As a Peace Corps Volunteer in Paraguay, Samuel Hagler was stationed 12 kilometers from the San Rafael Reserve, a...
As a Peace Corps Volunteer in Paraguay, Samuel Hagler was stationed 12 kilometers from the San Rafael Reserve, a government-protected zone of the Upper Paraná Atlantic Forest. He soon found the term "reserve" didn't mean much: With the help of bribed officials, the old-growth forest was being destroyed to make room for farmland and pastures. So last year, Hagler launched the Ride for the Trees, a solo bicycle trek from Paraguay to the United States, with the goal of raising money and spreading the word-all while hauling everything from camp stove to laptop.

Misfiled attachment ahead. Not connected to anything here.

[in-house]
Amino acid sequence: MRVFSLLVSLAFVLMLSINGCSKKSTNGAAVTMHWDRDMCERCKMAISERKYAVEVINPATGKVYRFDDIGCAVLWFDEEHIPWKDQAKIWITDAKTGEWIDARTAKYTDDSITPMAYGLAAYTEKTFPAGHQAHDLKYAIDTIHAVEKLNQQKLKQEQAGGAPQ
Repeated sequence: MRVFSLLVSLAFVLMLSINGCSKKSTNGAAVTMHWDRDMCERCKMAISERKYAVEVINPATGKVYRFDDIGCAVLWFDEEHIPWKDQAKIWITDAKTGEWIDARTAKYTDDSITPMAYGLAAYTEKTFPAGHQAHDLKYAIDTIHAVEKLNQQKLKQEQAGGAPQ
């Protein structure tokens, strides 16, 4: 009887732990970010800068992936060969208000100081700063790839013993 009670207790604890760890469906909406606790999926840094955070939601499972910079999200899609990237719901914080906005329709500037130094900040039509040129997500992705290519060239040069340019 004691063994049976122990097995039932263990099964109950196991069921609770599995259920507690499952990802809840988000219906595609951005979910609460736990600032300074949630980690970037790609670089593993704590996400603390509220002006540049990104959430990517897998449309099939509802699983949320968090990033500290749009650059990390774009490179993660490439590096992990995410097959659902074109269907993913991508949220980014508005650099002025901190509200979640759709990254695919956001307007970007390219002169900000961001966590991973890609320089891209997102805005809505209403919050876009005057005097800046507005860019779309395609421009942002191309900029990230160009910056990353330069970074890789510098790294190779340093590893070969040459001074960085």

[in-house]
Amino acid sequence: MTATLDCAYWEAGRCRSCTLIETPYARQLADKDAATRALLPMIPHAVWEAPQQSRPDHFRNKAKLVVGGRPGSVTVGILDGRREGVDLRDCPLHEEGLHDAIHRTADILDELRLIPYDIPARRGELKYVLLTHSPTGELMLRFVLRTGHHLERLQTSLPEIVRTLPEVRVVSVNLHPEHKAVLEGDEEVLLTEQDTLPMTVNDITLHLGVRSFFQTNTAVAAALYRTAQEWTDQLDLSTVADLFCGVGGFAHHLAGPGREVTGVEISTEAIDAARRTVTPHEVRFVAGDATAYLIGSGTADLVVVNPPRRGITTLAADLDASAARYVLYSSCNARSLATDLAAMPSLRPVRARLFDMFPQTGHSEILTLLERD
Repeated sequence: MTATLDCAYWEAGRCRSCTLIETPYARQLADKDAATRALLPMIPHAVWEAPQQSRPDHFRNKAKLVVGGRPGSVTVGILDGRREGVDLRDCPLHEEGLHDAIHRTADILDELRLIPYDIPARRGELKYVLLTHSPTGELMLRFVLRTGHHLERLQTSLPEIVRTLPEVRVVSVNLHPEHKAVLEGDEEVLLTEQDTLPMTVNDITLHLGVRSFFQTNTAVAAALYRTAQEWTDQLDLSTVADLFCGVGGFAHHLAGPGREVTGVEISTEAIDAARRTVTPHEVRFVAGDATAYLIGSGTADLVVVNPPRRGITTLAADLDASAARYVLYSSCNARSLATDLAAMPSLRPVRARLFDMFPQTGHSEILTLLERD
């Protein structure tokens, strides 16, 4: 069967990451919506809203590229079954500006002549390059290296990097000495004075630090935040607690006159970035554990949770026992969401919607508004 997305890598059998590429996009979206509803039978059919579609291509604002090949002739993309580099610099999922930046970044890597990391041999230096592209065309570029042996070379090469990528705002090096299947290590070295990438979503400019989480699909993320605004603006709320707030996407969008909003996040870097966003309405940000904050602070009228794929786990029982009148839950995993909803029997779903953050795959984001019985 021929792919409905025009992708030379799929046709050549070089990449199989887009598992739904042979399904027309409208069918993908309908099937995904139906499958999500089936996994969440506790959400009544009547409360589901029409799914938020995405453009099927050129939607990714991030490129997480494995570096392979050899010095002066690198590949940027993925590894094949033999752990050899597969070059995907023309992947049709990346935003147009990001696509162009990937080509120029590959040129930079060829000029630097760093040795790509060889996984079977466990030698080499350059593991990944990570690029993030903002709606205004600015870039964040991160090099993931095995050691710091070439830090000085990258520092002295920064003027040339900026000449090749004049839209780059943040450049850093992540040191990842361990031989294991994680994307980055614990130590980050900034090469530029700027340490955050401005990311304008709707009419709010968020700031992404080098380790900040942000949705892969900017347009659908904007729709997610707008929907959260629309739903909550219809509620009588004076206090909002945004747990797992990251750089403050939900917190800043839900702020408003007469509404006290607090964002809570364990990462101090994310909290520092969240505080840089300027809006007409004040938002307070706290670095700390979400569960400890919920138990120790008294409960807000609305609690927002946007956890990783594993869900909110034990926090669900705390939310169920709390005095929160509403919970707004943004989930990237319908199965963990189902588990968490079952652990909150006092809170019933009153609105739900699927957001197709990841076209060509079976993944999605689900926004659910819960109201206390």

Hagler acknowledges that the bike ride has become a weirdly ubiquitous donation tool. "For some reason bicycle tours have become synonymous with fundraisers," he says, checking in from Panama. But with Ride for the Trees, the cycling itself seems relevant. At the scale of 15 miles per hour and a couple towns per day, Hagler can be reflexive: When he sees some trash, he picks it up. If there are people to talk to, he talks. "When I roll by schools at recess time I often stop to ask if we can play some environmental games with the students," he says. He's also creating his own education, and he finds he gets to learn more on two wheels: "Because I pass through so many distant towns I hear a lot of stories of corruption and exploitation that don't make the news."The ability to ad-lib has been critical. Hagler rarely knows where he'll bed down on a given night. "I have slept in kitchens, churches, the bed of a fruit truck, a jail cell," he says. And things can go wrong in a flash. The worst? "A freak killer bee attack in Argentina." The weirdest? "In Ecuador I was captured by police and accused of head-shrinking." The most ironically tree-related? The night he "woke up covered in leaf-cutter ants because they had cut hundreds of holes in my tent."Learn more at the Ride for the Trees blog.